December 18, 2012
One teacher’s thoughts on the idea of arming teachers
A prologue: My thoughts and heart remain with those who lost loved ones in Newtown last Friday. I am so, so heartbroken that we as a society did not do better by those children and their caretakers.
I suppose I should further preface this post by stating unequivocally that my thoughts here are solely my own opinions, and do not reflect the viewpoints of any of my employers. Furthermore, I do not pretend to speak for other teachers at any level. These musings simply reflect where I stand on this issue at the moment.
This post contains musings on past mass shootings and the potential for similar events in the future. If you would rather go look at GIFs featuring adorable dogs and children, I completely understand.
A few years ago I attended a conference at which there was a session on workplace safety. the facilitator began the session by playing, without any warning or other preamble, a recording of the 911 call from Columbine. I was horrified, first on a purely visceral level, then by the idea that the facilitator saw that as an appropriate way to open a conference session, and finally by one of the conclusions that the facilitator drew from the events that the 911 call heralded: that if the teachers and other administrators at the high school had been carrying firearms, much of the tragedy of that day could have been avoided. I imagined myself at the front of a classroom, in the midst of a discussion on audience or run-on sentences. I tried to imagine the rest of the scenario: a shooter, my response, crossfire. I could splice in scenes from action movies, but putting myself into the scene was a struggle, to say the least. I’ve touched a gun, once. A Second-Amendment-hippie acquaintance of mine made sure of that a few years ago. But insofar as actually handling a gun goes, I only know what I’ve seen in movies, which is pretty poor preparation for a worst-case-scenario plan.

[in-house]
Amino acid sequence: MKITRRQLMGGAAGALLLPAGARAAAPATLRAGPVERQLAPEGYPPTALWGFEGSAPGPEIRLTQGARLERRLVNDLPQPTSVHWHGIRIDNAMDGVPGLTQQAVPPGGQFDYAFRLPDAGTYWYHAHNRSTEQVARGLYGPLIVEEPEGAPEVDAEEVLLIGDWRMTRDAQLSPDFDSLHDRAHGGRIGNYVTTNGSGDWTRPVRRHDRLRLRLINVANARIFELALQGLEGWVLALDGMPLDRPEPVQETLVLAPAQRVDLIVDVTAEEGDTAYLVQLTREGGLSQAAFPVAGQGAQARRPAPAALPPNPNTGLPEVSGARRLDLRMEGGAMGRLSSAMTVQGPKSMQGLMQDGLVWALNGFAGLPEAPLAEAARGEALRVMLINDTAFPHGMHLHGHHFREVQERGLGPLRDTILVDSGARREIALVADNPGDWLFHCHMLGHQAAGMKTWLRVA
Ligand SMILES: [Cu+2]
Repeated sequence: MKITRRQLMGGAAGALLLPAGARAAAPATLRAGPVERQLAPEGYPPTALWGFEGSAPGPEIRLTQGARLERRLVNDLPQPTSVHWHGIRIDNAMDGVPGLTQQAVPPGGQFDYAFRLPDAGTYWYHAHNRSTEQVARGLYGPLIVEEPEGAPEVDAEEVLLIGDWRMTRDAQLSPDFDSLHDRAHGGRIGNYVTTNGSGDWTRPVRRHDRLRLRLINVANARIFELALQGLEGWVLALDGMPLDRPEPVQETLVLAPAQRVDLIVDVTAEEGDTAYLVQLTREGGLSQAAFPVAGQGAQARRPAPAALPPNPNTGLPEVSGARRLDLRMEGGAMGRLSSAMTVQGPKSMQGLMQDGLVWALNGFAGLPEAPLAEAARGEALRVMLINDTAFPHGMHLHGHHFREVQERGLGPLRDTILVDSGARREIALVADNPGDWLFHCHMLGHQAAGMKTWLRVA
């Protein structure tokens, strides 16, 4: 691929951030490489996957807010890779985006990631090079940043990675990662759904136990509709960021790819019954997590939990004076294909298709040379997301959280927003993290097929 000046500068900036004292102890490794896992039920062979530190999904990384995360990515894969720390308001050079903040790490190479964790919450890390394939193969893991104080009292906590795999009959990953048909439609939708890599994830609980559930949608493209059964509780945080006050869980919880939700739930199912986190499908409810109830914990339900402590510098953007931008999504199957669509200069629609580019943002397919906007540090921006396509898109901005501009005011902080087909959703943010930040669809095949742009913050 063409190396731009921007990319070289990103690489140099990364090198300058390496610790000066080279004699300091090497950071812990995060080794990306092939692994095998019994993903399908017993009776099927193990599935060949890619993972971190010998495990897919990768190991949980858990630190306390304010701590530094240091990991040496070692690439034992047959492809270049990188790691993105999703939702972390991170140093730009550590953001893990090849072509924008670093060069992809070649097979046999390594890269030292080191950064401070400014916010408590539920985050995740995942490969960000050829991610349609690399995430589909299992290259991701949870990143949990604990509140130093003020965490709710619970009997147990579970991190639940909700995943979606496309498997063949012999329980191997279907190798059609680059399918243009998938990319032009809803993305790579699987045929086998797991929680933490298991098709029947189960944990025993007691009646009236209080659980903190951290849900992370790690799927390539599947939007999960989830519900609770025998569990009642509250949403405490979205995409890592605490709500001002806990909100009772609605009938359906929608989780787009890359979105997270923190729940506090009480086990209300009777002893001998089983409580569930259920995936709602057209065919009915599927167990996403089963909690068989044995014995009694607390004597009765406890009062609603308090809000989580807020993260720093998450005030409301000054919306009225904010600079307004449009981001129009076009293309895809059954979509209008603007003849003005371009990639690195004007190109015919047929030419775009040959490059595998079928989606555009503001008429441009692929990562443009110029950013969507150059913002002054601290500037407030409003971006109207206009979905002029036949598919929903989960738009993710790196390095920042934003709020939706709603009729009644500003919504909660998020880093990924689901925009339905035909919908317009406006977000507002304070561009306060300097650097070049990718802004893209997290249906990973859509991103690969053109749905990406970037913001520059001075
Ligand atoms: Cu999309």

The idea that teachers should be armed is being floated again in response to last Friday’s tragic shooting at Sandy Hook Elementary School, in Newtown, CT, and I’m just as perplexed now as I was at that conference. My training is in writing and literature, and in teaching those two subjects at the college level. I have absolutely no training in the use of firearms. Had I desired such training, had I believed I had the inclination and the aptitude for such things, I might have been drawn to fields other than writing, fields like law enforcement or other branches of criminal justice, or the military. I can’t imagine I’d be particularly well-suited for such fields, however. I’m pretty good at thinking on my feet, and I like to think I handle myself well in emergency situations, but I’m also completely neurotic, a consummate crier, and easily startled. These are not ideal qualities in a first responder.
I understand the need and desire to be prepared for the worst. However, where does such preparation stop? If students would be safer if their teachers were armed, then surely they would be safer still in bullet-proof vests, right? At what stage does such preparation represent “the abandonment of civil society”? If we must be armed to teach, to worship, to go to the movies, does that really represent a victory for the rights of the populace? Is that the price we pay to live in this society, or a sign that we have failed?
I don’t have any solutions to the problems that each mass shooting presents. However, I feel fairly confident that “more guns” isn’t a solution, either.
Further (and better) reading: